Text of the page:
Theatre Review: Epic Win Burlesque Presents The Star Debate: Trek vs. Wars |

Theatre Review: Epic Win Burlesque Presents The Star Debate: Trek vs. Wars

As scenes go, the neo-burlesque scene in New York City is tricky to classify. Is it theatre? Is it a genuine tribute to a bygone era attempting to resurrect the art of the striptease? Is it none of these things, and instead some sort of mashup of various sensibilities? One thing is for certain; it’s definitely not earnest. In fact, even before seeing the geek-filled burlesque show The Star Debate: Trek Vs. Wars, I always got the sense that the current trend of burlesque people is full of nerds, and fun-loving ones at that. This show proved me right.

Part of the NYC Fringe Festival, The Star Debate presents a fairly straightforward premise: two nerds debate point for point the merits of Star Trek against Star Wars. In between their various points, they offer a different burlesque act as “evidence.” The burlesque performers all come from the troupe Epic Win Burlesque, with a variety of different performers on a given show.

Team Trek’s first argument was backed up by performer Stormy Leather’s striptease as the evil Mr. Spock from “Mirror, Mirror.” Part of what makes these kinds of shows fun is the homemade quality of all the performers costumes. None of the women (and one man) use store-bought Star Trek or Star Wars costumes. Instead, these are handmade for the exclusive purpose of doing a show like this. After all, a store bought Star Trek uniform probably doesn’t come with tear-away pants.

The second act in the show was’s very own Nasty Canasta. Not only does she host the Doctor Who screening series with Doc Wassabassco at the Way Station in Brooklyn, but she also wrote about the 10th Doctor for our 12 Doctors of Christmas series last winter (linked above). Here, she was shilling for Team Wars in a number in which she danced to John William’s “Imperial March” with a very Black Swan-esque kind of panache. There was no specific character Canasta was trying to embody; instead she was the dark side of the force.

In between the acts, “Fleet Admiral” Nelson Lugo offered his points as to why Trek is superior, while “Grand Moff” Schaffer summarized why Wars is the chosen “franchise.” Like Charlie Jane of io9, I tend to balk at the use of the word “franchise” and yet, here, within this context, I’m not sure they could have done it any other way. The two moderators made it clear at the start of the show that most people probably had their minds made up about which camp they belonged in. Lugo and Schaffer stressed here that they had no problem if you booed them during the debate, but that at no time should anyone boo the dancers. This didn’t turn out to be a problem at all, and most audience members laughed during the debate rather than booed. For my part, I felt very strongly in the Team Trek camp, finding myself in agreement with Lugo’s basic arguments.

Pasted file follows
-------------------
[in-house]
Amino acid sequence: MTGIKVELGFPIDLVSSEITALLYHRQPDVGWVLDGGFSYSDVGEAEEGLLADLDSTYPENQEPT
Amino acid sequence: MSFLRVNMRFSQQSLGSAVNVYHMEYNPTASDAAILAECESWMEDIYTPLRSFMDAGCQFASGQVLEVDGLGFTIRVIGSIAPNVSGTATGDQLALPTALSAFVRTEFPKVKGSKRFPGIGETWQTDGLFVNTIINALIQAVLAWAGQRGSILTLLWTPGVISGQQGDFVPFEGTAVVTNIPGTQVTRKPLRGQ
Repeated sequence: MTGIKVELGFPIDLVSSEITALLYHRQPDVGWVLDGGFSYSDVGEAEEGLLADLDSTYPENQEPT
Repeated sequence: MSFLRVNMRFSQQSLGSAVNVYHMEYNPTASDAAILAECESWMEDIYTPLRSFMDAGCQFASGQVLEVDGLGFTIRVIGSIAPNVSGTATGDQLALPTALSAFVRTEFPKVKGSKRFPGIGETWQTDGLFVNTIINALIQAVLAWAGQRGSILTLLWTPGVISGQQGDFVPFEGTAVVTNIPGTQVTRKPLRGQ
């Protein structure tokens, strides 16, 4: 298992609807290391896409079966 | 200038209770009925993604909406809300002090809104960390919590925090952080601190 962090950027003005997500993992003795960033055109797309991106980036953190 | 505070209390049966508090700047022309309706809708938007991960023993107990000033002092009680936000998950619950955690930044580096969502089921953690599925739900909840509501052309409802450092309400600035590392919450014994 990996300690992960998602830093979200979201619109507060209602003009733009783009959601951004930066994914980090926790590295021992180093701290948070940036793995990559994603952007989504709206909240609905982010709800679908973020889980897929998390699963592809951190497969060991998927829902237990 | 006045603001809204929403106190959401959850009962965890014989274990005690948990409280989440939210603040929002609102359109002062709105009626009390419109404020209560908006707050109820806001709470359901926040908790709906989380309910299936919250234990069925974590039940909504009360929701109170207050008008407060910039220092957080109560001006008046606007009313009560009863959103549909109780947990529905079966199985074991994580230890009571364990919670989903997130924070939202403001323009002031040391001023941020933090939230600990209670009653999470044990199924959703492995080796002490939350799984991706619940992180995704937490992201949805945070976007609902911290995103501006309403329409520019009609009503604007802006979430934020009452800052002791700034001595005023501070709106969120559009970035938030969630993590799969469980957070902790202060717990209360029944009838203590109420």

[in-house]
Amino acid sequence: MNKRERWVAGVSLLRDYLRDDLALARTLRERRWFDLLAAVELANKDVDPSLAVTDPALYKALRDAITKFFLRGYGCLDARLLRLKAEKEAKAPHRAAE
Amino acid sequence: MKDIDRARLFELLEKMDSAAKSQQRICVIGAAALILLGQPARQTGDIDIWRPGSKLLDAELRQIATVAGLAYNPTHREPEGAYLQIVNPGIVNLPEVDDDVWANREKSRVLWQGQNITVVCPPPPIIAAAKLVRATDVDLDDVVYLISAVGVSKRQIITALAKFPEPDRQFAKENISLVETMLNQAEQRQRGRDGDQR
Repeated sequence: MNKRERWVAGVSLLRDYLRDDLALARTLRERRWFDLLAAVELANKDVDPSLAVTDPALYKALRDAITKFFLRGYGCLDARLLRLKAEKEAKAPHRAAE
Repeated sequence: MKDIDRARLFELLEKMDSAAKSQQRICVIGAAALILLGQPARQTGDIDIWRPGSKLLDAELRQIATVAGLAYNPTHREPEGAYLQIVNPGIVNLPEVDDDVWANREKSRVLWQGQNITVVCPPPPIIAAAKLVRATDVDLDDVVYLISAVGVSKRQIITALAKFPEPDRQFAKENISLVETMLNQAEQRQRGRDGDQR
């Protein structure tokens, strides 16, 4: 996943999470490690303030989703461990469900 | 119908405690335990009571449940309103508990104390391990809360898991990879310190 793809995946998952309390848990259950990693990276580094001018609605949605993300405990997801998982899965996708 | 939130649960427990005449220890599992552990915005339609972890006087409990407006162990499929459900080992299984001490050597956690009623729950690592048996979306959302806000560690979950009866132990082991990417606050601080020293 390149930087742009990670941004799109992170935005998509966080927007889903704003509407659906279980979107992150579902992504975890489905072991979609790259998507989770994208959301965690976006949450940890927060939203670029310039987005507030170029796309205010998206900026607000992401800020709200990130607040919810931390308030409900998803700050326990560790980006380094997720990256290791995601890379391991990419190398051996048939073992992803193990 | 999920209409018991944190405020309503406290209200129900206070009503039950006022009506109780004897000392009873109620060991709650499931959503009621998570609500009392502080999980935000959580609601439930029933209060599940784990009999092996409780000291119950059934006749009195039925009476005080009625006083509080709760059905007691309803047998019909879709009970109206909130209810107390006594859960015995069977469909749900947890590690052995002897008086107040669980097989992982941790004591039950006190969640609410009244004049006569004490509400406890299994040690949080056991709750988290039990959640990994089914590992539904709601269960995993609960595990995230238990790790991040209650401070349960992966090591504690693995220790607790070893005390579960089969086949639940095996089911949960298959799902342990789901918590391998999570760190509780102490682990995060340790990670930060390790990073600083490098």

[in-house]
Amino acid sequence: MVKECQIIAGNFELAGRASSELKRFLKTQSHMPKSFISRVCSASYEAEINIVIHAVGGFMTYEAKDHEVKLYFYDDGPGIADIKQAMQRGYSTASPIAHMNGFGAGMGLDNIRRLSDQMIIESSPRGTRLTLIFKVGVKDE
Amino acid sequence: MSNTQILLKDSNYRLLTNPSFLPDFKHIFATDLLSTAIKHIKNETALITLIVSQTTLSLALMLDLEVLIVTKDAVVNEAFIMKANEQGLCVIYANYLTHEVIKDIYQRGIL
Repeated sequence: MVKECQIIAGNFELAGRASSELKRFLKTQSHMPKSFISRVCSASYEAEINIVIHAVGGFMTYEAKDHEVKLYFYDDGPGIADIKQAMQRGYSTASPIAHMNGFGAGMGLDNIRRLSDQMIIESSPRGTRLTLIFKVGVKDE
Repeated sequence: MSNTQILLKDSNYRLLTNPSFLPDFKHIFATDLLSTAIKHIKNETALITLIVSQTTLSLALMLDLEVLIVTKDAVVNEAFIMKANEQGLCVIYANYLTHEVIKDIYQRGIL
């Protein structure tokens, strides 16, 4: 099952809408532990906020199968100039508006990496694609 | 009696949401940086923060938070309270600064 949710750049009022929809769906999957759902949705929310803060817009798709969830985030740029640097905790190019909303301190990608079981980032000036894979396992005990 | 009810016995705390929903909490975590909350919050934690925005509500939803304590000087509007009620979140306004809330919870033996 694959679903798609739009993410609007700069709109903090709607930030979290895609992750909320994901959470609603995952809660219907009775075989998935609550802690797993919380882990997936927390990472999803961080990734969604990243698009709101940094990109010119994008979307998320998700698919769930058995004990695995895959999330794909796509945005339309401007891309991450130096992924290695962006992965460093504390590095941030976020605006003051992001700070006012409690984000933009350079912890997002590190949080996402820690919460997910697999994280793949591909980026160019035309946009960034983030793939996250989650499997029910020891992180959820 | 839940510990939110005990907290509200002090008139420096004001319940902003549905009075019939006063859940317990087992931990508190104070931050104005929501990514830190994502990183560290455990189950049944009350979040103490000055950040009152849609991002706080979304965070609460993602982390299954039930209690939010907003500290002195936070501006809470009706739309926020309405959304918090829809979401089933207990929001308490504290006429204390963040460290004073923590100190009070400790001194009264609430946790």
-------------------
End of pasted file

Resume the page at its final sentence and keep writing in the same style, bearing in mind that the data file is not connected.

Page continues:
But I must admit, Shaffer made some pretty solid points, my favorite of which was when he described Star Trek as being too “eager” and insulting; that it panders to its fans whereas Star Wars doesn’t really care. It was a funny thing to say, and kind of bold when you consider why one thing seems “cooler” than the other. As Lugo pointed out many many times, it is “not cool to like Star Trek.” We all know it’s sort of preposterous to even attempt to have this debate, but at the point at which it comes up over and over again in fan discourses, I actually appreciate that Lugo and Schaffer made some attempts to make serious arguments in favor of their chosen team. Also, further hurting Lugo’s points, I have to admit Schaffer’s Imperial Officer costume made him look pretty damn cool. With him, I sort of felt like he was an imperial officer. With Lugo, I felt like he was a Star Trek fan. (Like me!)

Epic Win Burlesque Presents The Star Debate: Trek vs. WarsThe rest of the acts were all fantastically creative, particularly Miss Mary Cyn’s interpretation of Data and Hard Corey’s brave turn as Han Solo. This guy gets a particularly relevant mention for not only being the only male dancer, but also having his briefs decorated in the same style as Han’s trousers. Hilarious and detailed! Which is really what the strength of the show was all about. None of these performers were simply doing the theme of the show because they were hired guns, all of these dancers wanted to embody the sexy characters, which they were portraying. The most absolutely nerdy and adorable reference here was at the end of Fem Appeal’s set as very convincing Lt. Uhura. When she was finished and revealed her Starfleet pasties, she threw glitter into the air around her and assumed the position of being beamed up. Though this was a burlesque show, and though everyone was half-naked, I couldn’t help but feel like she was a little kid playing make believe. Which was nice.

As adults, were sometimes not sure what to do with our make believe. Some people have debates while their friends do stripteases as their favorite sci-fi characters. Is there anything wrong with that? Only if you’re a complete square. Bravo Epic Win Burlesque. Star Trek and Star Wars have never looked this fresh and this good naked.

Epic Win Burlesque Presents the Star Debate: Trek vs. Wars runs for four more performances in New York City at La Mama theatre. Remaining show dates are 8/20, 8/25, 8/26 and 8/27. For tickets and info head to the Fringe Festival’s website.

(Android Love cover illustration by Joanna Mulder. Photos from 2010 performance at The Tank theatre in NYC courtesy of Ben Trivett.)

Ryan Britt is a staff writer for


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